Direct Connections: How Technology Can Take Multimedia Post-Production to New Heights


Media post-production has undergone many transformations in its historical processes. In an industry where latency, resolution and massive file size are driving factors, technology must keep pace. But how do you improve workflows to reduce time but not quality? Direct Connections host Daniel Litwin hosted Jim Pace, owner of Audio Intervisual Design, an AV reseller providing tools for the creative community, to discuss the topic on the first episode.

“The industry has moved from analog to digital to an audio video platform,” Pace said. “The concept of shared storage has become the move to machine rooms. In addition to sharing storage, these post-production spaces also began to share processing power.

Post-production spaces must be specific and advanced, so managing distributed networks was no longer a necessity. “In post-production, you sell time in a space. Once it has passed, it is no longer salable,” Pace added.

Post-production facilities have been moved to several rooms that can function as a module. “Localization is a good example,” Pace said. “For a film distributed in 32 languages, you need several rooms with the same locking image. With the advent of streaming sources, this is a very specific opportunity for shared resources to expand capabilities.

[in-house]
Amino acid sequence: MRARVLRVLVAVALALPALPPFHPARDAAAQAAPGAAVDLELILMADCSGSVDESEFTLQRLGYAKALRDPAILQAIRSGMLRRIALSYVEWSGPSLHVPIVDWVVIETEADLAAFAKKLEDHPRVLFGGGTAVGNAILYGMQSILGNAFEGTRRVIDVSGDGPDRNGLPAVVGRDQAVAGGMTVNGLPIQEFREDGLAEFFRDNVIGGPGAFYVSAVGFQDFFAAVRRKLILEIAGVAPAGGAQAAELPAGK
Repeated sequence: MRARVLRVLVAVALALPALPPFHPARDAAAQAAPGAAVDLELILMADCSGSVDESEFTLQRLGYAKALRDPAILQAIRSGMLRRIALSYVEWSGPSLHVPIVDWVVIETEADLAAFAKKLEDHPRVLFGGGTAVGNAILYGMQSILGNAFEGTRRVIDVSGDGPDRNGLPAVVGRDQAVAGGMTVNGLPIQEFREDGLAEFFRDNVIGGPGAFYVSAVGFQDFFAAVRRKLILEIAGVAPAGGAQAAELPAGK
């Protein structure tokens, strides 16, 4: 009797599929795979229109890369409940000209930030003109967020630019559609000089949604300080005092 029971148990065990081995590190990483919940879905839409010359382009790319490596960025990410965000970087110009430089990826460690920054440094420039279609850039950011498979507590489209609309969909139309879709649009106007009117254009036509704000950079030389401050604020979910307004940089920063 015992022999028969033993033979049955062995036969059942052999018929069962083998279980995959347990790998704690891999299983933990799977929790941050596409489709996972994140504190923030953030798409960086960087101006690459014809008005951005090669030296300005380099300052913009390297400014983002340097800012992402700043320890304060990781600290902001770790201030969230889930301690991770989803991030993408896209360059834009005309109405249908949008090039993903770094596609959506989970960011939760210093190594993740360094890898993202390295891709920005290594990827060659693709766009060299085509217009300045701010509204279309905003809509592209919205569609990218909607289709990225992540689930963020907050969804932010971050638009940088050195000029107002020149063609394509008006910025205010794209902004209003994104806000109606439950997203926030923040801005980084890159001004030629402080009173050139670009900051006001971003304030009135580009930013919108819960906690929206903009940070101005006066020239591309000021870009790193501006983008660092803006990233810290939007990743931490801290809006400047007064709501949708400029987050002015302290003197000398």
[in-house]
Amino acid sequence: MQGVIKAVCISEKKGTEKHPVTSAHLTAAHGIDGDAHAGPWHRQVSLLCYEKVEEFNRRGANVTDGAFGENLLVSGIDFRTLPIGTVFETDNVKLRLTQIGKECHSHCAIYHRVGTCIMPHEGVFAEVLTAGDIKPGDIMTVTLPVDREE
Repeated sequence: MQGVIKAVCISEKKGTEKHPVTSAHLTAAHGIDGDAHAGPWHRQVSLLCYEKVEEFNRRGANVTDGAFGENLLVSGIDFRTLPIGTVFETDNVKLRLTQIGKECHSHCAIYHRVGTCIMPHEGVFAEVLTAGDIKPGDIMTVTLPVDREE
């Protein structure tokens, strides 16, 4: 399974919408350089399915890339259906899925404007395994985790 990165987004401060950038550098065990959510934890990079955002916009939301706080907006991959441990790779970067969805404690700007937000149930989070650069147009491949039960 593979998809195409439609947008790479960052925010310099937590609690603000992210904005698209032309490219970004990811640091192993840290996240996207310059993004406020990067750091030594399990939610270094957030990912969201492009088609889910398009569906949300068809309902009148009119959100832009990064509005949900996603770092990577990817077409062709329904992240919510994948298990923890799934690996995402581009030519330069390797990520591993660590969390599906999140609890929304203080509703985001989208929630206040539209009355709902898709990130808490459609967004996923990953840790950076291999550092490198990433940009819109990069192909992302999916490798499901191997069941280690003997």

During the pandemic, there has been a shift to remote working in the industry. This shook things up as consumers were hungry for content. He also made safety a lower priority. “If feature films can extend security, it can represent up to 50% of the box office. It’s not as tightly managed, but it likely will be if something catastrophic happens,” Pace explained.

Pace also shared that a systematic approach is needed to make post-production spaces both productive and reliable. “Everything will break; this is how fast you can recover. Anticipate it in design and planning.


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